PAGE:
Yesterday we were blessed with the brightest rainbow I have ever seen. It was a triple; you can see the colors repeat under the main bow, and the faint double rainbow far above. It lingered while we played at the playground yesterday.
Back home, we have another rainbow.
I have been possessed by a new craft. I blame Craftsy. I put on a beginning quilting class, just looking for something to watch in the background that I wouldn’t be too interested in doing myself. Oops. I was transfixed. Soon I was poring through all the 200+ quilting classes, imagining which ones I would like to try. I found one that looked perfect to start with, that would make use of fabrics I already had. It was called “Learn to Quilt: Charming Baby Quilt” taught by Amy Gibson.
My starting place was this rainbow of batik solids. I had bought a rainbow bundle of fat quarters for the purpose of binding all of Andrew Lang’s Fairy Books. Binding a book takes about half a fat quarter, and I had already cut them all in half and pre-washed them so they were ready to become book covers. The other halves were also washed, but unassigned. Clearly, they were meant to make my first quilt!
Now I know that I don’t have to prewash fabrics for quilting, and if you do prewash, you have to starch. I can’t buy starch here, so I had to make my own. The class project is designed around “charm squares,” piles of pre-cut 5″ squares. The idea is that it makes your first project super easy, right? That is how I ended up washing, starching, ironing, and cutting, to get a pile of “charm squares.” Why do something easy when you can make it harder?
I found a contrast fabric at the hardware store, where all the best fabric is sold in the Arctic. I had to wash, starch, and cut those squares too, then the piecing began.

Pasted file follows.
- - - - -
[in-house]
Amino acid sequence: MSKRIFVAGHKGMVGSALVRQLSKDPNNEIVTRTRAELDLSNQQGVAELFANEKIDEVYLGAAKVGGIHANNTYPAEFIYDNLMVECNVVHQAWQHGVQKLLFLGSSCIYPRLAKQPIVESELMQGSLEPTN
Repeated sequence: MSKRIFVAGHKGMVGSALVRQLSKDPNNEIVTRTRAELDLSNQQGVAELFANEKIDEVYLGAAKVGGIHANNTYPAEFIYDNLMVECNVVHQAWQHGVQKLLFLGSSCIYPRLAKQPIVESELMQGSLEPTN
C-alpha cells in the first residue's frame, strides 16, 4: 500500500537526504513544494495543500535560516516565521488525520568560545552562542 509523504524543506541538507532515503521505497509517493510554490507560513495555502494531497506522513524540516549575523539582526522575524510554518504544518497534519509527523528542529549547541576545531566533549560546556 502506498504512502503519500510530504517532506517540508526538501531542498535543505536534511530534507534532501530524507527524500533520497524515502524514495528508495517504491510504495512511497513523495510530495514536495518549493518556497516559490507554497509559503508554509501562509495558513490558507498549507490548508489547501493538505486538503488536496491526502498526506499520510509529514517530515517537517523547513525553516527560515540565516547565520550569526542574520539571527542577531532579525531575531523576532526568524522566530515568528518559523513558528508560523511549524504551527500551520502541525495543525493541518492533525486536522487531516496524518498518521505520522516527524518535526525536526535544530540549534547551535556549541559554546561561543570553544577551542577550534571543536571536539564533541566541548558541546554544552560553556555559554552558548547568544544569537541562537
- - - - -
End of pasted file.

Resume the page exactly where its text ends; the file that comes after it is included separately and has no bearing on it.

I think the appeal of quilting for me, aside from the obvious fun of playing with colors, is the fascinating efficiency of construction. Seeing something beautiful come together so quickly, even though it’s made of small pieces, is a little intoxicating. And since I’ve finally got my sewing machine working very happily, piecing is a truly joyful process.
Regarding the background fabric: I was hoping for a smallish rainbow print on a neutral ground, but no luck. This sparkly peacock fabric was the only thing I found that had a light background, but had enough variety of foreground color to tie the bright rainbow hues together. I was worried it would make the quilt overwhelmingly busy, but I think the light background prevented that.
I cut myself plenty of extra squares so I could pick and choose which ones I wanted. I didn’t want any squares with just peacock behinds; I wanted their heads to show. So I have peacocks swooping into frame:
Peacocks joyfully soaring:
And peacocks looking cheekily back offstage.
Then came the process of actually making the quilt. To avoid a binding, this class had us do it a little differently from what I expected. The “quilt sandwich” was built and pinned inside out, then turned and finished with topstitching. Pretty cool, and I got to fall in love with my walking foot while doing the topstitching.
For batting, I used an ancient blanket that I had found in the house. It was very thin and worked perfectly. You can see its ugly yellow peering out from the bottom of the pinned inside-out sandwich.
The quilt-tying process went much faster than I thought. I worked on it while Jared read the girls their bedtime story, and by the time they noticed what I was doing, it was time for bed. But Stringbean had to have a go at tying some. She loved it, and wished she could stay up and do more. I might have to tie my next quilt just so she can do some of it.
And of course, MiniMighty has to try everything her sister does.
Thanks to the three ties they contributed, the girls are as proud of the finished quilt as if they had made it themselves.
You know things are serious when the finished quilt goes for its final bath along with an initial wash for fabric for the next quilt. Look out.
This quilt is labeled with the name of the little person who will receive it, as soon as I have a new address to send it. She’s someone for whom I would have liked to knit something for when she was born, but was unable to. I think she’ll enjoy it even more now.
After all, what little person doesn’t love a rainbow?